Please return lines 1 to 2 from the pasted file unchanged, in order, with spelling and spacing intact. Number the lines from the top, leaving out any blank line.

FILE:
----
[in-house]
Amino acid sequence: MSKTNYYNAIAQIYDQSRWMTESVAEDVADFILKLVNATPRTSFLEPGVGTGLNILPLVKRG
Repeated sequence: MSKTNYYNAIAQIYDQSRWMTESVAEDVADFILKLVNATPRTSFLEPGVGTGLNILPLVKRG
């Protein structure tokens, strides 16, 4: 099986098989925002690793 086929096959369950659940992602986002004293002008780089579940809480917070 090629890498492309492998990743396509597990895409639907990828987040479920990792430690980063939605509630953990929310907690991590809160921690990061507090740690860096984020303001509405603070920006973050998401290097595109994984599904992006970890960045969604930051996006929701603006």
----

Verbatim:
[in-house]
Amino acid sequence: MSKTNYYNAIAQIYDQSRWMTESVAEDVADFILKLVNATPRTSFLEPGVGTGLNILPLVKRG